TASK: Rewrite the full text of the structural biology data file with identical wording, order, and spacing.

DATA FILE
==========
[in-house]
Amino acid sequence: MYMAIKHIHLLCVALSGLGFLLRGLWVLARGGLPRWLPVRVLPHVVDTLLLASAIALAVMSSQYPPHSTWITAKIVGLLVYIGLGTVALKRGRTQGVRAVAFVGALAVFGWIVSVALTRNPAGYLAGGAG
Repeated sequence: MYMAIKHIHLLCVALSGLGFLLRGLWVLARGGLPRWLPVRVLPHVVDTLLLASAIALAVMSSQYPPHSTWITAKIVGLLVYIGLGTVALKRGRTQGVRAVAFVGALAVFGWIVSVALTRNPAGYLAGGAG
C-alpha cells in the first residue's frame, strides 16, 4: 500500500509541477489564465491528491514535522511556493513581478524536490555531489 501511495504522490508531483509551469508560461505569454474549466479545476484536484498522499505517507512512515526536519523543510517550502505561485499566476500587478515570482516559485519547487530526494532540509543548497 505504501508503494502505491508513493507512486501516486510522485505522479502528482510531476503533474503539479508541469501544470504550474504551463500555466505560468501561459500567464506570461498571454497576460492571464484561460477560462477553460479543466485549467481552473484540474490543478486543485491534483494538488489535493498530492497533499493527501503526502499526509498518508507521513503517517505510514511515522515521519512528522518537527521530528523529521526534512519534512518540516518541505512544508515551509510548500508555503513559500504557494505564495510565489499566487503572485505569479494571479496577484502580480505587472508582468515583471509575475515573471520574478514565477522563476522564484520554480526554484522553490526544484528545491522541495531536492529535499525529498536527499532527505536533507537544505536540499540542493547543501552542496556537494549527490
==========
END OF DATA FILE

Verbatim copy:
[in-house]
Amino acid sequence: MYMAIKHIHLLCVALSGLGFLLRGLWVLARGGLPRWLPVRVLPHVVDTLLLASAIALAVMSSQYPPHSTWITAKIVGLLVYIGLGTVALKRGRTQGVRAVAFVGALAVFGWIVSVALTRNPAGYLAGGAG
Repeated sequence: MYMAIKHIHLLCVALSGLGFLLRGLWVLARGGLPRWLPVRVLPHVVDTLLLASAIALAVMSSQYPPHSTWITAKIVGLLVYIGLGTVALKRGRTQGVRAVAFVGALAVFGWIVSVALTRNPAGYLAGGAG
C-alpha cells in the first residue's frame, strides 16, 4: 500500500509541477489564465491528491514535522511556493513581478524536490555531489 501511495504522490508531483509551469508560461505569454474549466479545476484536484498522499505517507512512515526536519523543510517550502505561485499566476500587478515570482516559485519547487530526494532540509543548497 505504501508503494502505491508513493507512486501516486510522485505522479502528482510531476503533474503539479508541469501544470504550474504551463500555466505560468501561459500567464506570461498571454497576460492571464484561460477560462477553460479543466485549467481552473484540474490543478486543485491534483494538488489535493498530492497533499493527501503526502499526509498518508507521513503517517505510514511515522515521519512528522518537527521530528523529521526534512519534512518540516518541505512544508515551509510548500508555503513559500504557494505564495510565489499566487503572485505569479494571479496577484502580480505587472508582468515583471509575475515573471520574478514565477522563476522564484520554480526554484522553490526544484528545491522541495531536492529535499525529498536527499532527505536533507537544505536540499540542493547543501552542496556537494549527490